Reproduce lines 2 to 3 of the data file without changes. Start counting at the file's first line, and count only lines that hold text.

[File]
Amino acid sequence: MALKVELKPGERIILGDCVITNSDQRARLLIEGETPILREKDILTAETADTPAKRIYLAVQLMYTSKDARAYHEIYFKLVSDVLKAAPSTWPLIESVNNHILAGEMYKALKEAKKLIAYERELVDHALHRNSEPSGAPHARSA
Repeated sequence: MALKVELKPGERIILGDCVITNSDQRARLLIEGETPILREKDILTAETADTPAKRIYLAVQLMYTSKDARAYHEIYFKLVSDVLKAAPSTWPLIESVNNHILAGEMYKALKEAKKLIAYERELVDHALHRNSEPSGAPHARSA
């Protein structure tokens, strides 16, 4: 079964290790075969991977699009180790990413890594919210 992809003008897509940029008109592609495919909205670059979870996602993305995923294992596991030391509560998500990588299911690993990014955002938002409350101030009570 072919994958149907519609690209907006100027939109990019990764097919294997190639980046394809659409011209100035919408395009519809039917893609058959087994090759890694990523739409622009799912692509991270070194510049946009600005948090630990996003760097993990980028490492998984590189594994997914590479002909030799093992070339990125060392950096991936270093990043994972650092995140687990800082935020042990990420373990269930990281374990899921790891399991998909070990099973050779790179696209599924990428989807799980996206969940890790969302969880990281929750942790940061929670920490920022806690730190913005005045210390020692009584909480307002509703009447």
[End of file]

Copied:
Repeated sequence: MALKVELKPGERIILGDCVITNSDQRARLLIEGETPILREKDILTAETADTPAKRIYLAVQLMYTSKDARAYHEIYFKLVSDVLKAAPSTWPLIESVNNHILAGEMYKALKEAKKLIAYERELVDHALHRNSEPSGAPHARSA
């Protein structure tokens, strides 16, 4: 079964290790075969991977699009180790990413890594919210 992809003008897509940029008109592609495919909205670059979870996602993305995923294992596991030391509560998500990588299911690993990014955002938002409350101030009570 072919994958149907519609690209907006100027939109990019990764097919294997190639980046394809659409011209100035919408395009519809039917893609058959087994090759890694990523739409622009799912692509991270070194510049946009600005948090630990996003760097993990980028490492998984590189594994997914590479002909030799093992070339990125060392950096991936270093990043994972650092995140687990800082935020042990990420373990269930990281374990899921790891399991998909070990099973050779790179696209599924990428989807799980996206969940890790969302969880990281929750942790940061929670920490920022806690730190913005005045210390020692009584909480307002509703009447």